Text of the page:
But you buck the two pass through legs 16 volts each from 240. So the planer sees 208 from the utility but 230 from the rpc.

This will reduce the starting current without reducing the startup torque much, because the rpc is your limit. The generated leg produces a current not a voltage in a sense, and if you measure the voltage on the rpc, measured from generated leg to neutral, it will be 208 or higher at no load but collapse to maybe 50vac when the planer is started. So the planer is seeing 240 on one phase and 50 vac on the other which is why it takes so long to start and then trips the overload.

Get yourself a clamp amp meter and measure the current flowing on line 3 at startup. It may not be all that high.

A friend of mine has a 20hp rotary and the impedance of the generated leg is 0.8 ohms. At 100amp draw, the 208 measured line to neutral should collapse to around 110vac.. i have not verified that. I know it will collapse (or increase) 50 volts ac in responce to 70 amps.
 
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Does anyone have some ideas of getting the planer to run on the phase converter I have please.
And Jahansen you’ve been great and I really appreciate your support. And your advice to move the capacitors to the motor.
My only question on that is…. Can I put that after the planet’s own thermal protection and other electronic components that are in the box before the motor? The way you explained it, it doesn’t seem like it would matter. Just thought I’d get what you think.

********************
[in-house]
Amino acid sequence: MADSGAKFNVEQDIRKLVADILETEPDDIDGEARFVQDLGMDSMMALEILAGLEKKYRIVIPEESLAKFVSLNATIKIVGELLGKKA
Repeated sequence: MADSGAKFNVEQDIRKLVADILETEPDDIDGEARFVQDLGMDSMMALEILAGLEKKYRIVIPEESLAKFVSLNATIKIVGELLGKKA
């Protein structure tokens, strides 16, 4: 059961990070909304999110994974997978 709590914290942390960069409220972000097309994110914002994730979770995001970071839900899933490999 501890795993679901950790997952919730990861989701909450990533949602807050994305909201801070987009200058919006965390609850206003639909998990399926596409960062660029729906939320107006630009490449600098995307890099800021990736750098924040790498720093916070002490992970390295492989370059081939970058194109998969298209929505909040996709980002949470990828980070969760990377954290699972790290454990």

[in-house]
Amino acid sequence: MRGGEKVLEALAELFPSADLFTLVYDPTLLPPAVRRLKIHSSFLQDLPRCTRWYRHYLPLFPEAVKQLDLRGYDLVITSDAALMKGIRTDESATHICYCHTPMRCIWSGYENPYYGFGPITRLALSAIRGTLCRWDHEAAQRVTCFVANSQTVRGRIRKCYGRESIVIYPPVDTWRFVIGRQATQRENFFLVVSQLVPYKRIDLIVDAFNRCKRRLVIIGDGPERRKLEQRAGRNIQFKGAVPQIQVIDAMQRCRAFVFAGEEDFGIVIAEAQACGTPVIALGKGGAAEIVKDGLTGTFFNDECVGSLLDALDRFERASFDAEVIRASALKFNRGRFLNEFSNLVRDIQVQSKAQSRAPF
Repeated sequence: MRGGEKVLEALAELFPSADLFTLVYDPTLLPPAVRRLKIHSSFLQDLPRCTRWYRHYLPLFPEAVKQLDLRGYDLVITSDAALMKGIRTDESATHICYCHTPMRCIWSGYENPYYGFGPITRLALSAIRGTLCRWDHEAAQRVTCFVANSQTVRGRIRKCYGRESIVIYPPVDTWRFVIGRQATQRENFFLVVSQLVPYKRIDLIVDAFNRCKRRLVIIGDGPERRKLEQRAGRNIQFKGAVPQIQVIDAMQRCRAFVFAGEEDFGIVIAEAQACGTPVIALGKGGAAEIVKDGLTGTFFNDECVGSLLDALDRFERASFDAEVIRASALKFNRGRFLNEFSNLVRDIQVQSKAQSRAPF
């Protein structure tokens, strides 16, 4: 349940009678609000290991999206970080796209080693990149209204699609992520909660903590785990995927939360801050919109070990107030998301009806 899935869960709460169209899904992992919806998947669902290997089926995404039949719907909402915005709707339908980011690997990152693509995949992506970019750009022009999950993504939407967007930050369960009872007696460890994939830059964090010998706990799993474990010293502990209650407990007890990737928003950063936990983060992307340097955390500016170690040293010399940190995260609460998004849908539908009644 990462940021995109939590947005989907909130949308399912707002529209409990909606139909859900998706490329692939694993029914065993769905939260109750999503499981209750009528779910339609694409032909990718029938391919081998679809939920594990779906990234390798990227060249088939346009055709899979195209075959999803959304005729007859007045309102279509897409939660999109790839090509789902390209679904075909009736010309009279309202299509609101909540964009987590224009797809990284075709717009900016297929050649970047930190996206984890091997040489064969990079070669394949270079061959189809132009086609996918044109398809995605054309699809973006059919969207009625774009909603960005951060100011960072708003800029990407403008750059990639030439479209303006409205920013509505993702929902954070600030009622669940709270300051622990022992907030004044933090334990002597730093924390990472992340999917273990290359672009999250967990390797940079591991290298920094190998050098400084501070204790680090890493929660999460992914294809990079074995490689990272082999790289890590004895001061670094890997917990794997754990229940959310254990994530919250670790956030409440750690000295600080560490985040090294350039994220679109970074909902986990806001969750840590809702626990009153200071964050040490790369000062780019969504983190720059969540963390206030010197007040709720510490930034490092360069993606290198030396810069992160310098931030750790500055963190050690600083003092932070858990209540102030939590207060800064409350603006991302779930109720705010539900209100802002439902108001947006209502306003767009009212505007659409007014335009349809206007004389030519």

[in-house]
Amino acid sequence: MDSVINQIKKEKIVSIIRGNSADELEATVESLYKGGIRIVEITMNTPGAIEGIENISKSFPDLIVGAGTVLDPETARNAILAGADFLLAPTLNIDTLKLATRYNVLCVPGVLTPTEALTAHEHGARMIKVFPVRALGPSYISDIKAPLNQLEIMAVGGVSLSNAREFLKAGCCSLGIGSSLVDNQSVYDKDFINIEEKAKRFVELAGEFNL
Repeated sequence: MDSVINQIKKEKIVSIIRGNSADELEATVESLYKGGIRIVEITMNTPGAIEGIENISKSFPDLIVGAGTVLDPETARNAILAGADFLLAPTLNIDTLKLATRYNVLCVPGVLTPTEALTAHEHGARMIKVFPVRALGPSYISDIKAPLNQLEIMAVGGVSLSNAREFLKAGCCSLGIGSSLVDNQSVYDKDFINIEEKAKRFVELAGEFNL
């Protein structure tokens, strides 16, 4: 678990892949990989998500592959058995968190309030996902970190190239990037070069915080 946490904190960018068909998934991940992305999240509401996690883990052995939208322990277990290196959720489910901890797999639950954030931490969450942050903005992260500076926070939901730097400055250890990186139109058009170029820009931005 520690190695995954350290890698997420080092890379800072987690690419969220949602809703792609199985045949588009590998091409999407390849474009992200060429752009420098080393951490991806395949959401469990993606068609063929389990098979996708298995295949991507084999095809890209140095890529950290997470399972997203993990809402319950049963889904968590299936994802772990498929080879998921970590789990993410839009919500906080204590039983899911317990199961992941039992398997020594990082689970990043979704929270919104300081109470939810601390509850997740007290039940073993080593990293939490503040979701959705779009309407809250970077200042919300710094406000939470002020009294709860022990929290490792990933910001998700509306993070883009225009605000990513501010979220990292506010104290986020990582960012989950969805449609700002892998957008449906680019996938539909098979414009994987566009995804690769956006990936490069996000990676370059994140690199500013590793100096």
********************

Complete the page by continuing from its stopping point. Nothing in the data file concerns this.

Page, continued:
And to BT…. I would just say that I assumed that this forum was to help everyone learn and to ask questions of people who DO understand this stuff. I apologize if I’ve offended or misunderstood any input you’ve provided but I still appreciate your time in viewing my question/thread.
And I appreciate and try to absorb any knowledge and advice the professional here have to say and I value your time very much.
I’ve been reading over any thread that has to do with RPCs for months now and I tend to over complicate the theory and actions to put this into practice. So I try to fully understand each step in the process. And I have a hard time understanding the why of why this isn’t powering up the planer and what I need to do from here to make this work ?
There are pictures above of the box I’m talking about in the planer.
Thanks
Im just saying, is that you are further ahead to just spend the $500 once, as all the components you need to make it run properly and safely will be the same if not more then just buying a box with everything already in it. you will just be months ahead if you really want it to work.
Overall its really simple but one wrong wire, one MFD cap off and nothing runs. hard to just explain all the complexities of it over the internet without you having a oscilloscope and the knowledge to use it safely without blowing it up. Can read a ton, and maybe get it, but there are small details of it all that nobody says anything about.
Just judging by the wiring pictures kinda says alot. Good parts cost $, like some contactors alone can be $100 each.
 
Update……
Added a 100amp breaker and lowered capacitors so the generated legs are around 255volts. So the pony motor isn’t getting as hot.
With these changes the planer finally started up and ran.